Transitions that matter: Life course differences in the employment of adults with arthritis
Author(s): Jetha, A., Bowring, J., Tucker, S., Connelly, C. E., Martin Ginis, K. A., Proulx, L., & Gignac, M. A. M.
Resource: Disability and Rehabilitation, 40(26), 3127-3135
Purpose: To understand the similarities and differences in the employment participation of people living with arthritis across the life course.
Method: Focus groups and interviews were conducted with young (ages 18–34 years, n = 7), middle-aged (ages 35–54 years, n = 13) and older adults (>55 years, n = 25) with arthritis. Participants were asked about the impact of arthritis on employment, experiences with health-related changes, career progression and social role involvement. A modified grounded theory approach was used to inductively analyze the data.
Results: Young adults indicated the school-to-work transition as being influential in their employment and described the need to direct their time and energy toward finding work that accommodated health and met career aspirations. Middle-aged adults described how the transition from good health to an arthritis diagnosis disrupted involvement in diverse social roles. However, they often downplayed the impact of arthritis on employment. Older adults described the work-to-retirement transition and their decline in physical functioning as contributing to changing involvement in the labor market.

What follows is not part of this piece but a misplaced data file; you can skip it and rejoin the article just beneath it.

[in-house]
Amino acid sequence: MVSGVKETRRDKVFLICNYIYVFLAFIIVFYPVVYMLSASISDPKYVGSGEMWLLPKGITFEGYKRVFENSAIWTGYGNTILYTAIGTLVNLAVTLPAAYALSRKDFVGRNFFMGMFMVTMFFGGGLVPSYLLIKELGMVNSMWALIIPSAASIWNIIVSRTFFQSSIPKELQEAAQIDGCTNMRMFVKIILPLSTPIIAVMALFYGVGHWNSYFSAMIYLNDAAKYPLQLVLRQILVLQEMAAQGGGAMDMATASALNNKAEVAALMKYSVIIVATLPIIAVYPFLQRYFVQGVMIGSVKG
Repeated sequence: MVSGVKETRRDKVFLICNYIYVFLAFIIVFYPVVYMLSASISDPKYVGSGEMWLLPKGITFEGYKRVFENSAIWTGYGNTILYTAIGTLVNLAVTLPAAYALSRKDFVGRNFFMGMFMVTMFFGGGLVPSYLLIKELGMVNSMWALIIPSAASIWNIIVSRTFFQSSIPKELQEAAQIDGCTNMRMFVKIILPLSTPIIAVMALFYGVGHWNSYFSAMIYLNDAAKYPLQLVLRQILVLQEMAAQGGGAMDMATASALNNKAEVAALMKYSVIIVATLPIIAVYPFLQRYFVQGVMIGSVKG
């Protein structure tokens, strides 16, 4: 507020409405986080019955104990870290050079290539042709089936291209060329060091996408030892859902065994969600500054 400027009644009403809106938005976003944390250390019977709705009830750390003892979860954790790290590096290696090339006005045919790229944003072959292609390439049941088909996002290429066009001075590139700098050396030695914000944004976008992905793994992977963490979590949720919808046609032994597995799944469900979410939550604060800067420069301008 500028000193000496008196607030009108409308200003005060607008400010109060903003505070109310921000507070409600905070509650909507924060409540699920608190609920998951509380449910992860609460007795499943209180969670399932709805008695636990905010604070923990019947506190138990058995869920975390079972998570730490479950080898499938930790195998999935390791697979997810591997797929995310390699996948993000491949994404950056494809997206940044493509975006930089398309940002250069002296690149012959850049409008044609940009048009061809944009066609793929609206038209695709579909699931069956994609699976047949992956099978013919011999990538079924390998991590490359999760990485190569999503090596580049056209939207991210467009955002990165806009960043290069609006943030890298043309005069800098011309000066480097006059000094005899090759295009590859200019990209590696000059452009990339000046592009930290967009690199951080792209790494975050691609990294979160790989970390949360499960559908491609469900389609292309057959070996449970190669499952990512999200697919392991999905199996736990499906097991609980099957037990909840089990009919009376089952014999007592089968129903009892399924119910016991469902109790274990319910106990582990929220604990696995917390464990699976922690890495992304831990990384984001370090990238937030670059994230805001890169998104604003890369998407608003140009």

Conclusion: Transitions related to health, career progression and social role involvement shaped employment experiences, and represent opportunities for future research and practice that is tailored to life course issues.
Implications for rehabilitation: Little is known about the work experiences of young- and middle-aged adults with arthritis and how they compare to their older counterparts.
Life course theory offers an important framework for research and practice by providing a perspective to enhance our understanding of how employment participation differs across phases of life.
Salient and diverse changes related to health, career and social role involvement were identified at each life phase and shaped employment.
Rehabilitation practitioners should pay special attention to a client’s age, life phase and work history as a strategy to enhance the delivery of interventions that promote work participation.
Related Research Areas: Disability in the Workplace